Hide Message

Updating the Resource Centre Digital Platform

The Business & Human Rights Resource Centre is at a critical point in its development. Our digital platform is home to a wealth of information on business and human rights, but hasn’t had a visual refresh for a number of years.

We will soon be updating the site to improve its usability and better serve the thousands of people that use our site to support their work.

Please take an advance peek at our new look, and let us know what you think!

Thank you,
Alex Guy, Digital Officer

Find Out More Hide Message

You are being redirected to the story the piece of content is found in so you can read it in context. Please click the following link if you are not automatically redirected within a couple seconds:
en/china-usa-adds-chinese-firms-and-entities-to-sanction-lists-over-human-rights-abuses#c213035

Major Chinese supplier of Australian train parts blacklisted by US denies allegations of using forced labour

Author: The Guardian (UK), Published on: 29 July 2020

“Chinese supplier of Australian train parts accused of using Uighur labour vows to fight US blacklisting”, 28 July 2020

… the KTK Group, which has extensive operations in Australia, was one of 11 companies added to a US blacklist over the alleged use of forced Uighur labour in China…

KTK, which provides interior fittings for trains, is a major supplier to state government transport departments, working with the New South Wales government on the Sydney metro and new intercity fleet projects, Victoria on the X’Trapolis and high capacity metro train projects, and Queensland on its $4.4bn next generation rolling stock fleet project.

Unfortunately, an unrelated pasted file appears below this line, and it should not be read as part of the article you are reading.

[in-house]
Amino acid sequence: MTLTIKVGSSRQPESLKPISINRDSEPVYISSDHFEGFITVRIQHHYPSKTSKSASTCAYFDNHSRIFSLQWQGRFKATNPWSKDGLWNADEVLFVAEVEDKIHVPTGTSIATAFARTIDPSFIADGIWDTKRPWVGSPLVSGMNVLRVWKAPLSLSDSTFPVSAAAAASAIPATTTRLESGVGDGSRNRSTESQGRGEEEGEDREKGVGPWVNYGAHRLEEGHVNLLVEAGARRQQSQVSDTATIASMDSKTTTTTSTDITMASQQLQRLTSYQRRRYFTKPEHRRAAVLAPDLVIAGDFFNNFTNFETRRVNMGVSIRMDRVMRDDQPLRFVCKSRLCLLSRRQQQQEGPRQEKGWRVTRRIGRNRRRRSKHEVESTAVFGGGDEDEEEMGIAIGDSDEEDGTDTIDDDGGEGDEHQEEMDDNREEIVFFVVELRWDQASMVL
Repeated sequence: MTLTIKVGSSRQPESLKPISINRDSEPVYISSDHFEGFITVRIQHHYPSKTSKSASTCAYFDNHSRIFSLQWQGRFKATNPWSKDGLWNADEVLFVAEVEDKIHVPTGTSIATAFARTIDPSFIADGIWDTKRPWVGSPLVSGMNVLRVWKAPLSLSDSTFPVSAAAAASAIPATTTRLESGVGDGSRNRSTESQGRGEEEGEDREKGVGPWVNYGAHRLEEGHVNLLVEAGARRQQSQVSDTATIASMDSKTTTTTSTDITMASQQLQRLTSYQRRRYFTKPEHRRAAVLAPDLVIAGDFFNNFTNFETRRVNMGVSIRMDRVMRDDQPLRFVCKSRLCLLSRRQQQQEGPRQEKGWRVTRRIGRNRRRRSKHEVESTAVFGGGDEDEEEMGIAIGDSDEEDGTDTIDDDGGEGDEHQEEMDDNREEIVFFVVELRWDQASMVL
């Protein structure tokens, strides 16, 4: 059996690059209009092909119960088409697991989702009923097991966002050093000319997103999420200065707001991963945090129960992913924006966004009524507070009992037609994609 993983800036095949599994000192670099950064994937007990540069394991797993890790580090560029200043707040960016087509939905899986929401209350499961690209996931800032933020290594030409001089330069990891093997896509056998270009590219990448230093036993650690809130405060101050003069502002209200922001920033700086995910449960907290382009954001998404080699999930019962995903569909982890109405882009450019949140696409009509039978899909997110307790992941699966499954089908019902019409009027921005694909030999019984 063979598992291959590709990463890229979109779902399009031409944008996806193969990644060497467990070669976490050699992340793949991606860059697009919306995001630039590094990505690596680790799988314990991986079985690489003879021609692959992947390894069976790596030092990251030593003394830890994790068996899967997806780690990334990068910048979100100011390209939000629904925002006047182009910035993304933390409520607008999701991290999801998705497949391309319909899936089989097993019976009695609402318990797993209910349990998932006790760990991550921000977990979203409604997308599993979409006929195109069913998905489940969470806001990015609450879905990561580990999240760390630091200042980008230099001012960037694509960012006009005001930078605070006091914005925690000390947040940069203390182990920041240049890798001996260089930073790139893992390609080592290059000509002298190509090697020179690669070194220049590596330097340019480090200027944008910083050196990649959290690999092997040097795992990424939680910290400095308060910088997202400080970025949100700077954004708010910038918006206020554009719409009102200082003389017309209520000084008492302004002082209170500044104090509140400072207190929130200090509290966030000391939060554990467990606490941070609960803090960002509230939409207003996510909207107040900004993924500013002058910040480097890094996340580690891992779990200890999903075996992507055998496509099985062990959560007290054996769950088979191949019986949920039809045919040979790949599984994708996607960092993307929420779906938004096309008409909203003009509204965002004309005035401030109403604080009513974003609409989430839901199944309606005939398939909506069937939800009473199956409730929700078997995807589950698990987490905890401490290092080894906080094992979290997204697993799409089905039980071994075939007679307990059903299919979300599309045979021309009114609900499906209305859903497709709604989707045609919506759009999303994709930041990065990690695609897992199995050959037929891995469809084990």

Following the announcement, Queensland’s transport minister Mark Bailey asked his department to urgently review whether parts manufactured by KTK overseas and installed in the state’s new trains involved any forced labour, and urged Qtectic, the consortium responsible for maintenance, to find alternate suppliers…

Victoria’s transport department said it has asked its manufacturers to “take additional steps to ensure the integrity of their supply chains”, but had received assurances from KTK that no forced labour had been used.

KTK has stridently denied the allegations, saying it was added to the blacklist in the absence of any proof.

It says it has never employed any Uighurs in any part of its supply chain.

A spokeswoman said it had also engaged lawyers in the US to fight the government’s decision to blacklist it…

“KTK Group has never been involved in the employment of any forced labour and the company has never employed any people of Uyghur ethnicity,” the spokeswoman said…

Read the full post here